- Sprinkle the rosemary over and add the egg yolks. Pulse again, until the dough starts to clump together.
- Tip onto a counter and knead lightly, just until smooth. Form into a fat cylinder and wrap in plastic wrap. Chill for at least an hour.
- Preheat the oven to 350 degrees F. Slice the cylinder into rounds, each no thinner than 1/8 inch. Lay these rounds side-by-side over the bottom and sides of a fluted 8 x 12-inch rectangular tart pan, with a removable bottom.
- Press the dough out with your fingertips to line the pan evenly, leaving the edges untrimmed and rising slightly above the top of the pan. Prick the bottom with a fork a few times.
- Line with a large rectangle of nonstick parchment paper and fill with ceramic baking beans, dried beans, or uncooked rice. Bake for 15 minutes, until the base no longer looks raw, then remove the paper and beans or rice and continue to cook for 5 to 10 minutes more until the pastry is a pale cookie color and looks “sandy” and dry.
- Remove from the oven and, once cool enough, use a sharp knife to trim the edges flush with the pan, brushing the trimmings away.
- Gingerly press the removable bottom and work a knife tip into any corners that stick, just until the pastry lifts away. If the pastry welds itself to the pan at this stage, there will be trouble when you come to release it later.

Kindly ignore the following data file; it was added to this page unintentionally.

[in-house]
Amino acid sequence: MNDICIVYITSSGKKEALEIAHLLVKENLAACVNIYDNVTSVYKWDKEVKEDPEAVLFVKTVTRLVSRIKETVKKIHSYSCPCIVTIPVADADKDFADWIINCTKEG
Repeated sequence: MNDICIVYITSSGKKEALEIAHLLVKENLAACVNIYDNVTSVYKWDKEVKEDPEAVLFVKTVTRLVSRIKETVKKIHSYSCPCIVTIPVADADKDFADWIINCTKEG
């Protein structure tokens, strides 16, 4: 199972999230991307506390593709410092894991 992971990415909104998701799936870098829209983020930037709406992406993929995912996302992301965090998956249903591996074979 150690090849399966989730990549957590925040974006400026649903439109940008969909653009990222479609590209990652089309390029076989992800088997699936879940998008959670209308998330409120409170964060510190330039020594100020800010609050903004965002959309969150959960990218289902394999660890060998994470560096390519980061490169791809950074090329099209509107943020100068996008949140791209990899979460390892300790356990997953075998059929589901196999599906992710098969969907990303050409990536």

- Let cool completely in the pan.
For the filling
- Whisk the lemon zest and juice, sugar, eggs, egg yolks, and sprigs of rosemary together in a large pan until blended. Don’t worry if the rosemary gets caught up in the whisk, it will still be releasing its oils and doing its work.
- Set over very low heat and whisk slowly as you add half the butter. Don’t stop whisking or let the heat get too high, or you’ll have scrambled eggs.
- Once the first lot of butter has been incorporated, add the second, bit by bit. Keep whisking intermittently to prevent a skin from forming, until the curd has cooled to body temperature (close your eyes and prod with a clean finger; you shouldn’t detect much of a temperature difference).
- Drape plastic wrap directly over the surface and let cool to room temperature.
- (A note to nervous cooks: you can make the filling in a heatproof bowl over gently simmering water. It will take longer but is safer.)
- Pour the filling into the tart shell and smooth the top.
- Chill for at least 6 hours or overnight to set.
- Slice into rectangles and dust with confectioners’ sugar just before serving.
- Crème fraîche or whipped cream will cut through the tartness of the lemon.
About the author
A graduate of Leiths School of Food and Wine, Alice Hart was the youngest-ever food editor at Waitrose Food Illustrated. She set up and ran the hit pop-up restaurant, The Hart and Fuggle, in London with fellow food writer and chef, Georgina Fuggle and appeared in the BBC2 special, Sophie Dahl on Mrs. Beeton. As well as a passion for all things culinary, Alice is in love with Myrtle the Hurtle, her 1972 VW camper van, complete with its own kitchen. Alice’s Cook Book was published by Quadrille in 2010, as part of the New Voices in Food series and her recipes are regularly featured in The New York Times and Stella magazine.